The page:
there is also something a little bit weird going on over there that you should know about. as this presidency and this white house has been so bee leaguered and pressured by these ongoing investigations that have already resulted in at least one federal grand jury being impanelled in virginia, already the appointment of a very formidable special counsel bob mueller, it also resulted in five separate congressional investigations into the administration's behavior up to and including in some cases the behavior of the president of the united states himself, as we have watched this white house and this presidency feel the heat over the seriousness of this scandal that has surrounded them, even in the very early days of this presidency, it has been fascinating in human terms to watch the president -- to watch the president himself and his administration in terms of how they have responded, how they would like to try to discredit the investigators who are looking into them, how they'd like to do anything they can to try to shut this thing
down. but, you know what? it's not just them alone. it is increasingly clear that they are not having to do that all on their own. i mean, the idea here is that when trump does this stuff, when he tries to discredit the investigators looking at him, he doesn't in his like crazy trumpy way, right? he has his, you know, very aggressive good haired new york lawyer threaten to sue you, or threaten to file legal complaints against you. it's not real but it's supposed to be threatening anyhow. that's kind of lurid and strange way this president behaves, it's interesting. it turns out we are now seeing that in addition to him and all of his interesting craziness, he has normal republican politician allies, normal republicans, who are now trying to do the same thing that he is doing. they are trying to short circuit and discredit the investigation. at least they appear to be doing that. but they are not like trump. they are doing it through normal political ways that we have seen before.
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during watergate, nixon supporters tried to say that the special prosecutor was a partisan democrat, a political hit man who was out to destroy the nixon presidency for partisan political reasons. well, the george w. bush administration created a lethal scandal with their claims about weapons of mass destruction in
iraq. paul wolf witnesses at the pentagon asked the cia to investigate the top weapons inspector in iraq who had turned up no evidence of saddam having any wmd. when the cia report came back without any evidence to smear hans blix, paul wolf owitz reportedly went through the roof, hit the ceiling. when the cia sent an envoy to pursue if iraq was pursuing weapons in africa, they said he wasn't doing that. the bush administration's ensuing response to the fire storm said the media damaged material about that envoy who the cia had sent to africa including the fact his wife was a covert operative for the cia. they named her. they outed her. and the ensuing investigation into that, a sort of bad ass u.s. attorney gotta pointed as a special prosecutor got appointed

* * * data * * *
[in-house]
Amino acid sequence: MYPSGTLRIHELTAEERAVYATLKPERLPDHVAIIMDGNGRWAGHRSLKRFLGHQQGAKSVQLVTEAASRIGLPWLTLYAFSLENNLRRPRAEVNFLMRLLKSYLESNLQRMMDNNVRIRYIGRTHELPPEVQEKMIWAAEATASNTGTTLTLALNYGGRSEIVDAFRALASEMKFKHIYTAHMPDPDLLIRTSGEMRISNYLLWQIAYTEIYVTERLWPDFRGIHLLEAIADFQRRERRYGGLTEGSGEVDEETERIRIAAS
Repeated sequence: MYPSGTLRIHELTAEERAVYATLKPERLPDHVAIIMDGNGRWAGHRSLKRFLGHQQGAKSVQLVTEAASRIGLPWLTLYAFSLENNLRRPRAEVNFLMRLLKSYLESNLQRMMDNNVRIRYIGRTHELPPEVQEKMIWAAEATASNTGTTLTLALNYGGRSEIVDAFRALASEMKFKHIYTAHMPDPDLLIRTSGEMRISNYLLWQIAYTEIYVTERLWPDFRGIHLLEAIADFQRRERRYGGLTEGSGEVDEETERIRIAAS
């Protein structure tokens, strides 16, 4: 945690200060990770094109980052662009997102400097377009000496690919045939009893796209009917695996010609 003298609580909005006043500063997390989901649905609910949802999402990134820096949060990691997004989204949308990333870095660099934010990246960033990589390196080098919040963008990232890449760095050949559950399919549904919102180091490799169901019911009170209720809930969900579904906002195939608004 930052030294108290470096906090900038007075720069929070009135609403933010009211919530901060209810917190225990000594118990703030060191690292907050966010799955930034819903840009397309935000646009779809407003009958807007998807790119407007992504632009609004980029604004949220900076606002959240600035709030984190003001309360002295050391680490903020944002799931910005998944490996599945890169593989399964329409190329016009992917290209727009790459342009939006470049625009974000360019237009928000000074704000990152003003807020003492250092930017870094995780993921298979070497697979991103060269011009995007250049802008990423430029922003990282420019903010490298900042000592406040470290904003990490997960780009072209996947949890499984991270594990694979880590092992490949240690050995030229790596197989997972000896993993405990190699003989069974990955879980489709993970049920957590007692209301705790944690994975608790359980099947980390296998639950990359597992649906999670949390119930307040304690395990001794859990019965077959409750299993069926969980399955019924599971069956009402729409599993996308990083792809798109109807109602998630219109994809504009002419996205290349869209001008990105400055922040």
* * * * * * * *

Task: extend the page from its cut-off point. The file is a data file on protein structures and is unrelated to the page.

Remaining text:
to look into the cia agent. the bush folks and the conservative media went after him, too. a guy named bill krystal went on news saying patrick fitzgerald is a partisan, he's out to politically wound the bush administration. in this current administration, we are used to this new president doing stuff his own way. he does stuff in kind of a crazy way for politicians, right? but going after the investigators who are looking into a president or looking into a scandal, trying to smear the investigators? that's not something that only crazy seeming presidents do. that's something normal political figures do and have done since the beginning of time. and we are now seeing a concerted effort on the right to try to attack former fbi director james comey and former fbi director robert mueller -- amazing to see the conservative media trying to destroy two former fbi directors. that is a hard sell. beyond that, we've also seen a turn in the conservative media just in the past few days for
they have also started to attack the acting director now of the fbi, andrew mccabe. and now here is the thing to watch that's happening in the united states senate. in the u.s. senate, it's the judiciary committee that is supposedly investigating obstruction of justice. obstruction of justice, question of whether, among other things, the president might have fired fbi director james comey as a way to try to stop or pervert the fbi's open investigation into various matters related to russia. now, this judiciary committee is apparently not getting its hands on the comey memo about his interactions with the president. that's going somewhere else in the senate. that's strange enough in its own right. but in terms of their own work on the judiciary committee where they are supposed to be investigating obstruction of justice, where we are now seeing the republicans on that committee kind of start to go after the investigation itself in a way that hasn't been picked up, not widely reported today. it's happening in plain sight.